W. crew sweeps every race

Despite high winds and rough water on Saturday, the women’s crew team started its NCAA title defense looking very much as if it deserved its No. 1 national preseason ranking.

The Bulldogs conquered Columbia and Penn amid the white-capped waves of the Housatonic in their first regatta of the year, overcoming difficult conditions to retain the Connell Cup by winning the varsity-eight race by a margin of 2.8 seconds. The Elis then proceeded to win the regatta’s remaining three races before the second varsity four, third varsity four and novice four were cancelled because of the tumultuous water.

“The race conditions were the worst I have ever seen a race run in,” head coach Will Porter said. “I was happy with the way we handled them.”

“There was a strong gusting tailwind and the water was really rough,” captain Jennie Hansen ’08 explained. “I think we managed by being concentrated and by rowing above the conditions — we’d seen similar conditions while training here over spring break, so we were well prepared.”

The cup-winning race saw the varsity eight finish with a time of 6:20.7, coming in just ahead of the Quakers, who finished with a time of 6:23.5, and more than 18 seconds ahead of the Lions. The finish would be mirrored throughout the day, as Yale continued to rack up first-place finishes while Columbia never moved above third, leaving Penn to take second place four times over.

The second varsity eight recorded a faster time than the first boat, clocking in with the fastest time of the day, at 6:16.8, far ahead of the Quakers, who finished in with 6:33.8. The Lions crossed the finish line 15 seconds later with a time of 6:48 even.

The lineups for the varsity boats are not quite settled yet, but Saturday’s performances are a first step in hammering out the best boat arrangements, Porter said.

“We have plenty of work to do to find combinations that separate our first and second varsity boats, but we learned a bit today that should help us do that,” he said.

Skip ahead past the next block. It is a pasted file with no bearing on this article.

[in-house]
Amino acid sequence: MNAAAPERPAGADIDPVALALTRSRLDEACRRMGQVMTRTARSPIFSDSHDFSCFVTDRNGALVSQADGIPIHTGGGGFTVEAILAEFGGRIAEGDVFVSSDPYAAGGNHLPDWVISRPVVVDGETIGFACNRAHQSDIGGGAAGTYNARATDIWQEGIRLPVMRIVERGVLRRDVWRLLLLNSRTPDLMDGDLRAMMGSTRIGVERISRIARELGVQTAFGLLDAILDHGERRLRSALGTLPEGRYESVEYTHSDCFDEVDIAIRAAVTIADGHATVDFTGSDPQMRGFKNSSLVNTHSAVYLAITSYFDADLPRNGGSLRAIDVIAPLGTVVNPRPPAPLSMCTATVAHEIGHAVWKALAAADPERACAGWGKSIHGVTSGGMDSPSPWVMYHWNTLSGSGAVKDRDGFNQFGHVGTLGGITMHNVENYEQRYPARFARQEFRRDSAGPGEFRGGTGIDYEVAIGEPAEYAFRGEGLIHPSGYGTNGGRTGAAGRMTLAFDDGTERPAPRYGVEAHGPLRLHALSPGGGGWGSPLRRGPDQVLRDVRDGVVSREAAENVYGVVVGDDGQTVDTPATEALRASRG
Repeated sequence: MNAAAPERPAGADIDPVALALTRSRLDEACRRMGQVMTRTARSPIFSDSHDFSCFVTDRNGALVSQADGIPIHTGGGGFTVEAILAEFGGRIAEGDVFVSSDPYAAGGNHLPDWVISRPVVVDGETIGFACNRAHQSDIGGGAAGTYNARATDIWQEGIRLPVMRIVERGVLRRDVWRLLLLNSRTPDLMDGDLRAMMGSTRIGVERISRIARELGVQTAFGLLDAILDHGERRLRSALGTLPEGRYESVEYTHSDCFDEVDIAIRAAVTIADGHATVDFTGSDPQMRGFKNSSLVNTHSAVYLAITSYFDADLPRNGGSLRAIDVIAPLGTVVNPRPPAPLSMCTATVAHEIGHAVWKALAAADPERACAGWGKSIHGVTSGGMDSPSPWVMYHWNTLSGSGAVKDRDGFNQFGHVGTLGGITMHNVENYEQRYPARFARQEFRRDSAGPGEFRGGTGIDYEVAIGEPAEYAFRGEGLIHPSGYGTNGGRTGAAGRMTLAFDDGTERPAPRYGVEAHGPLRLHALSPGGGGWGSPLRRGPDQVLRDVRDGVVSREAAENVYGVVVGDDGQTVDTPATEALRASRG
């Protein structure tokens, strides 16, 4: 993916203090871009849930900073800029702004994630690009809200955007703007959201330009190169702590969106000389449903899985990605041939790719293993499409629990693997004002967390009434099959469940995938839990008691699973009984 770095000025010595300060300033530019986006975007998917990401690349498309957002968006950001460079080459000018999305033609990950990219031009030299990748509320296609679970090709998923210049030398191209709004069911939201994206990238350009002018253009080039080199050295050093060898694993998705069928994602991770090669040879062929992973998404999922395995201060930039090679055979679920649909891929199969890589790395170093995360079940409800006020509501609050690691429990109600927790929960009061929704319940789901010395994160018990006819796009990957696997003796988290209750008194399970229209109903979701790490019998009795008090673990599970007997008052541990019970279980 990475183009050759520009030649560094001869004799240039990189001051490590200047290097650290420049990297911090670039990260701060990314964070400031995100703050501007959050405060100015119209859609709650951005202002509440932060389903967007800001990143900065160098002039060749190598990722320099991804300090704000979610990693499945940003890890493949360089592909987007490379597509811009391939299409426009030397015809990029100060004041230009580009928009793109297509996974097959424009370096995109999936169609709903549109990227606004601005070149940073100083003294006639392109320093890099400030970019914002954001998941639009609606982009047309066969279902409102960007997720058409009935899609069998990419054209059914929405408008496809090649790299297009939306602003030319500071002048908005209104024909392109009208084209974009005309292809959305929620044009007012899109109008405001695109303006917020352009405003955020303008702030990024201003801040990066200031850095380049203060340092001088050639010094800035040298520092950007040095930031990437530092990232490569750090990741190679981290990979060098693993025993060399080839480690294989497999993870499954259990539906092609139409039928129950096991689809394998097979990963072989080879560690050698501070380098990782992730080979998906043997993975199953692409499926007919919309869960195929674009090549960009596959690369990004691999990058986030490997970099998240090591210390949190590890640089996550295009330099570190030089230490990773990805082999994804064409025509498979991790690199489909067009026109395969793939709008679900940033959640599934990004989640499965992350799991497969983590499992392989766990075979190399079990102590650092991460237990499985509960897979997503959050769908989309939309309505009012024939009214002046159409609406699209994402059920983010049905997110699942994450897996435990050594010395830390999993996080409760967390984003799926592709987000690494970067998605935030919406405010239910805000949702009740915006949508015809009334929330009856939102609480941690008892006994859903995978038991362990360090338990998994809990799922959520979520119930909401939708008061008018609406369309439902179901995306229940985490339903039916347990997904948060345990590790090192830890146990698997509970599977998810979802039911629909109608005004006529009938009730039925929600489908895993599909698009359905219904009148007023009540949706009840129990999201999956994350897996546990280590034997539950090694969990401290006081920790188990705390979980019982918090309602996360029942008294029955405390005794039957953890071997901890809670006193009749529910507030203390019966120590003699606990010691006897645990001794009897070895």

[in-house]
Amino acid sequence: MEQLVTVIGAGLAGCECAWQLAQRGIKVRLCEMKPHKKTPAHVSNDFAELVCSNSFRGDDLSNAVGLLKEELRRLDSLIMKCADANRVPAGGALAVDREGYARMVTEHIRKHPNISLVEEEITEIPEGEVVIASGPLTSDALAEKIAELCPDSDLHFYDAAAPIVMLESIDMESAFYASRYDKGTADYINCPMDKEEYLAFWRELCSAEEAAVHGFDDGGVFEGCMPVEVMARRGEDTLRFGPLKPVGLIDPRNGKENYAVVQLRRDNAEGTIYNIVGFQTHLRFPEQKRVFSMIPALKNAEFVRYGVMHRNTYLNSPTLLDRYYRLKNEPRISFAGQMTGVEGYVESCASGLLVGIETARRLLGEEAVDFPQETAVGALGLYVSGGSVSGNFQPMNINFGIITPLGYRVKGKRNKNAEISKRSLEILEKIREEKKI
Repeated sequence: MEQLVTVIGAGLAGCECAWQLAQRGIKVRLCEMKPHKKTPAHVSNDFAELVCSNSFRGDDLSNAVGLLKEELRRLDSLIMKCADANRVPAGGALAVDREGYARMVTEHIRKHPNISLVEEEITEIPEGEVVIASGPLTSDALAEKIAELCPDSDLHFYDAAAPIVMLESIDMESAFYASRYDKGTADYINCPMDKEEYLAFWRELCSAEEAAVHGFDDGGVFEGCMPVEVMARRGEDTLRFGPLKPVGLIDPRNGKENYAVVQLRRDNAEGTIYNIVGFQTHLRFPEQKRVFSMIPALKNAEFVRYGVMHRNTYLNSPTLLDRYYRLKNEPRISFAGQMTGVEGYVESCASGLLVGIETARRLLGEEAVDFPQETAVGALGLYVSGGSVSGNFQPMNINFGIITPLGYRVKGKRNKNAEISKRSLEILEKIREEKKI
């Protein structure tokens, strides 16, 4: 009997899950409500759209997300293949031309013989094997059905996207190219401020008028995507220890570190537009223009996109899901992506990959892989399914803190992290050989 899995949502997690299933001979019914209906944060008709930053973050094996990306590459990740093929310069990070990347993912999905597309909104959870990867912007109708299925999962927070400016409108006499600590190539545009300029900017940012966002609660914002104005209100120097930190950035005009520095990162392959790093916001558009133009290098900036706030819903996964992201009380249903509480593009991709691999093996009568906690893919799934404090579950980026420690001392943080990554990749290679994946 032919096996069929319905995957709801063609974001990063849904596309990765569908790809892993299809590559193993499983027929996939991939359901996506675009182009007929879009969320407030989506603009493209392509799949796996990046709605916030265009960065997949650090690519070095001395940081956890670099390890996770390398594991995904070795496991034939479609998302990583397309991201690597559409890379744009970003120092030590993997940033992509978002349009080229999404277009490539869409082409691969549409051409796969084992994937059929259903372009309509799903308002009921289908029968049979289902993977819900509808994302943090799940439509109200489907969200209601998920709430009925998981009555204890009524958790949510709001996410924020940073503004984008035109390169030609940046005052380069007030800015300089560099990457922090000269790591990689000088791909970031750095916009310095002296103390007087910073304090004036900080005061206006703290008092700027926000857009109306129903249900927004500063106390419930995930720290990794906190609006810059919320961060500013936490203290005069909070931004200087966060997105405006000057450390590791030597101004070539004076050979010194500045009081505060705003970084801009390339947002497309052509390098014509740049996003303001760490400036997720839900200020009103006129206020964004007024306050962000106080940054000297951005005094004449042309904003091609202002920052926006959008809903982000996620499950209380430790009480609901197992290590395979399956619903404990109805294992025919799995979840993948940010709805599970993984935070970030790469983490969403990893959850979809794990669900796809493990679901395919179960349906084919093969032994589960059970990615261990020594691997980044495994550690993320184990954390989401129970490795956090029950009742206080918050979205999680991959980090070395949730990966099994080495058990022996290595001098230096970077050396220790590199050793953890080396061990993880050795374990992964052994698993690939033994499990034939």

The novice-eight race was the closest race of the regatta, although Yale still managed a victory, albeit a narrow one. The Bulldogs clocked in at 6:43.1, just nosing out the Quakers, who managed to give the Elis something of a scare with their 6:44.3 finish. The Lions limped in 30 seconds behind the victorious crew, although the magnitude of the margin was in part the result of one of Columbia’s novice’s catching a crab — a term that describes an oar popping out of the oarlock.

“As a team, I think our performance was mixed,” Hansen said. “Our first varsity struggled a bit and was given a hard race by Penn. The novices also had a tough, close race. While we had successful results, I don’t think we are near our potential yet — we can really improve the way we are rowing and how we approach competition.”

The varsity four came out of Saturday with the largest margin of victory of all, its time of 6:54.0 an impressive 33 seconds ahead of Penn’s 7:27.0. Although the final three races of the day were cancelled, the regatta was still a successful opening for the squad, Hansen said.

“I think this race was a positive indicator for the rest of our season,” she said. “We have a long way to go still, but I think we’ll continue to pick up a lot more speed from here. Especially in these early races, we’ll learn and improve from week to week, so next weekend we’ll look to do exactly that.”

Comments

  • Anon

    That's not what a crab is Monica. I wish the News would finally get a reporter that understands the sport they're reporting on!